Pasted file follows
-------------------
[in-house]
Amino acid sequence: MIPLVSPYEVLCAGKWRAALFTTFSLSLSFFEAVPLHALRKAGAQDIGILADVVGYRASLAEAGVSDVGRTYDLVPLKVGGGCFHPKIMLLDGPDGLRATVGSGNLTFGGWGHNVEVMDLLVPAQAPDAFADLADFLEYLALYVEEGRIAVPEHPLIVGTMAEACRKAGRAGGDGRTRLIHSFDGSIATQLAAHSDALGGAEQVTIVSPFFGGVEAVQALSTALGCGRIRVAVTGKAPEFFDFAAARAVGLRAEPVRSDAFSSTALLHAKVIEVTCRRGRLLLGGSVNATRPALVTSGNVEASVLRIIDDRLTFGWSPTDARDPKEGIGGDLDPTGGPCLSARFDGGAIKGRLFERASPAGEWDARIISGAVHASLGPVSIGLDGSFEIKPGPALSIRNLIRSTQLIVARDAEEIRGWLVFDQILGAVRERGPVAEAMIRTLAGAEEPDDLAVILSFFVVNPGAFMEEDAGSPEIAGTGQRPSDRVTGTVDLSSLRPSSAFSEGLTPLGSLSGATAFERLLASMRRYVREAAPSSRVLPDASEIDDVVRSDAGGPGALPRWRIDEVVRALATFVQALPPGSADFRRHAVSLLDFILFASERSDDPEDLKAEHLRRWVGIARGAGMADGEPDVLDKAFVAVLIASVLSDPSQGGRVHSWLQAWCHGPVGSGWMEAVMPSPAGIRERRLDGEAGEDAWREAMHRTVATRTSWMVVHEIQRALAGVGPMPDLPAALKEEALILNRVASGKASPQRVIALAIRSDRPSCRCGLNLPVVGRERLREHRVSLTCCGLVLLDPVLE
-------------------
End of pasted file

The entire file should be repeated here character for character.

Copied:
[in-house]
Amino acid sequence: MIPLVSPYEVLCAGKWRAALFTTFSLSLSFFEAVPLHALRKAGAQDIGILADVVGYRASLAEAGVSDVGRTYDLVPLKVGGGCFHPKIMLLDGPDGLRATVGSGNLTFGGWGHNVEVMDLLVPAQAPDAFADLADFLEYLALYVEEGRIAVPEHPLIVGTMAEACRKAGRAGGDGRTRLIHSFDGSIATQLAAHSDALGGAEQVTIVSPFFGGVEAVQALSTALGCGRIRVAVTGKAPEFFDFAAARAVGLRAEPVRSDAFSSTALLHAKVIEVTCRRGRLLLGGSVNATRPALVTSGNVEASVLRIIDDRLTFGWSPTDARDPKEGIGGDLDPTGGPCLSARFDGGAIKGRLFERASPAGEWDARIISGAVHASLGPVSIGLDGSFEIKPGPALSIRNLIRSTQLIVARDAEEIRGWLVFDQILGAVRERGPVAEAMIRTLAGAEEPDDLAVILSFFVVNPGAFMEEDAGSPEIAGTGQRPSDRVTGTVDLSSLRPSSAFSEGLTPLGSLSGATAFERLLASMRRYVREAAPSSRVLPDASEIDDVVRSDAGGPGALPRWRIDEVVRALATFVQALPPGSADFRRHAVSLLDFILFASERSDDPEDLKAEHLRRWVGIARGAGMADGEPDVLDKAFVAVLIASVLSDPSQGGRVHSWLQAWCHGPVGSGWMEAVMPSPAGIRERRLDGEAGEDAWREAMHRTVATRTSWMVVHEIQRALAGVGPMPDLPAALKEEALILNRVASGKASPQRVIALAIRSDRPSCRCGLNLPVVGRERLREHRVSLTCCGLVLLDPVLE